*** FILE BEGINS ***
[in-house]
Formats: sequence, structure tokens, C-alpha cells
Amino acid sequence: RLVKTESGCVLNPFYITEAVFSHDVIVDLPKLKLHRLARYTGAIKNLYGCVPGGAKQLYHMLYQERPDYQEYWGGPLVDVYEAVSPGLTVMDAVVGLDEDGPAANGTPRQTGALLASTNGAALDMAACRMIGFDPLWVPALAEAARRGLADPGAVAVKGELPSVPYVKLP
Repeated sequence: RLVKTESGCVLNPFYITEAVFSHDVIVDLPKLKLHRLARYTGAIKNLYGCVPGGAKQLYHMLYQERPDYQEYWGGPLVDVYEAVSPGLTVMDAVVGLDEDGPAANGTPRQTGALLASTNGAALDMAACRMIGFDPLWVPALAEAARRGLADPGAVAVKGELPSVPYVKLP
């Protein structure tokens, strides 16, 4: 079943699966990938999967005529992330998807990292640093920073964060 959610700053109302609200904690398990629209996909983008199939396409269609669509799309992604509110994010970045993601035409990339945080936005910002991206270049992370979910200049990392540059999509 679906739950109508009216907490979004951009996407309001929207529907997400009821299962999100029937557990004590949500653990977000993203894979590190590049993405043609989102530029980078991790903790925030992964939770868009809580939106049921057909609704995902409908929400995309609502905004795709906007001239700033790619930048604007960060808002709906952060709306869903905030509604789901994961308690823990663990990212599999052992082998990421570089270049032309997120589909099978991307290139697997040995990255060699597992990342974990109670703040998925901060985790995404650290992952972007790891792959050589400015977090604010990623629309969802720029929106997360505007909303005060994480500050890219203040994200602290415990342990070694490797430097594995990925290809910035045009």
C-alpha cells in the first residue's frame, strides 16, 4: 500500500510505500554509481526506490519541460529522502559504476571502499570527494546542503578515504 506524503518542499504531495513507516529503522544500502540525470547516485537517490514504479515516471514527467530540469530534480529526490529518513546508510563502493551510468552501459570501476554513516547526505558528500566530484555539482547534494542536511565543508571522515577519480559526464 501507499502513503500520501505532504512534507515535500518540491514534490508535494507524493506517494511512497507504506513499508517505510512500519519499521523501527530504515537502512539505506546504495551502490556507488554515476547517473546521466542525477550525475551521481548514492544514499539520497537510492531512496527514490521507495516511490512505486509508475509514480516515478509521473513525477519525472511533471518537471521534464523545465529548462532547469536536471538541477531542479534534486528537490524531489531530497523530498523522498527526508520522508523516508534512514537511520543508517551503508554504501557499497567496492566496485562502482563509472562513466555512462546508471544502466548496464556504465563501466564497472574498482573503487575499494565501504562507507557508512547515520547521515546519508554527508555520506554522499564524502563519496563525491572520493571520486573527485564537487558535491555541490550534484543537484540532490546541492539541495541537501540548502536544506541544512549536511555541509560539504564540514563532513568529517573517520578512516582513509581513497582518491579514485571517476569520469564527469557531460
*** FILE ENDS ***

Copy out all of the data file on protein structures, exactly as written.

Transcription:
[in-house]
Formats: sequence, structure tokens, C-alpha cells
Amino acid sequence: RLVKTESGCVLNPFYITEAVFSHDVIVDLPKLKLHRLARYTGAIKNLYGCVPGGAKQLYHMLYQERPDYQEYWGGPLVDVYEAVSPGLTVMDAVVGLDEDGPAANGTPRQTGALLASTNGAALDMAACRMIGFDPLWVPALAEAARRGLADPGAVAVKGELPSVPYVKLP
Repeated sequence: RLVKTESGCVLNPFYITEAVFSHDVIVDLPKLKLHRLARYTGAIKNLYGCVPGGAKQLYHMLYQERPDYQEYWGGPLVDVYEAVSPGLTVMDAVVGLDEDGPAANGTPRQTGALLASTNGAALDMAACRMIGFDPLWVPALAEAARRGLADPGAVAVKGELPSVPYVKLP
């Protein structure tokens, strides 16, 4: 079943699966990938999967005529992330998807990292640093920073964060 959610700053109302609200904690398990629209996909983008199939396409269609669509799309992604509110994010970045993601035409990339945080936005910002991206270049992370979910200049990392540059999509 679906739950109508009216907490979004951009996407309001929207529907997400009821299962999100029937557990004590949500653990977000993203894979590190590049993405043609989102530029980078991790903790925030992964939770868009809580939106049921057909609704995902409908929400995309609502905004795709906007001239700033790619930048604007960060808002709906952060709306869903905030509604789901994961308690823990663990990212599999052992082998990421570089270049032309997120589909099978991307290139697997040995990255060699597992990342974990109670703040998925901060985790995404650290992952972007790891792959050589400015977090604010990623629309969802720029929106997360505007909303005060994480500050890219203040994200602290415990342990070694490797430097594995990925290809910035045009």
C-alpha cells in the first residue's frame, strides 16, 4: 500500500510505500554509481526506490519541460529522502559504476571502499570527494546542503578515504 506524503518542499504531495513507516529503522544500502540525470547516485537517490514504479515516471514527467530540469530534480529526490529518513546508510563502493551510468552501459570501476554513516547526505558528500566530484555539482547534494542536511565543508571522515577519480559526464 501507499502513503500520501505532504512534507515535500518540491514534490508535494507524493506517494511512497507504506513499508517505510512500519519499521523501527530504515537502512539505506546504495551502490556507488554515476547517473546521466542525477550525475551521481548514492544514499539520497537510492531512496527514490521507495516511490512505486509508475509514480516515478509521473513525477519525472511533471518537471521534464523545465529548462532547469536536471538541477531542479534534486528537490524531489531530497523530498523522498527526508520522508523516508534512514537511520543508517551503508554504501557499497567496492566496485562502482563509472562513466555512462546508471544502466548496464556504465563501466564497472574498482573503487575499494565501504562507507557508512547515520547521515546519508554527508555520506554522499564524502563519496563525491572520493571520486573527485564537487558535491555541490550534484543537484540532490546541492539541495541537501540548502536544506541544512549536511555541509560539504564540514563532513568529517573517520578512516582513509581513497582518491579514485571517476569520469564527469557531460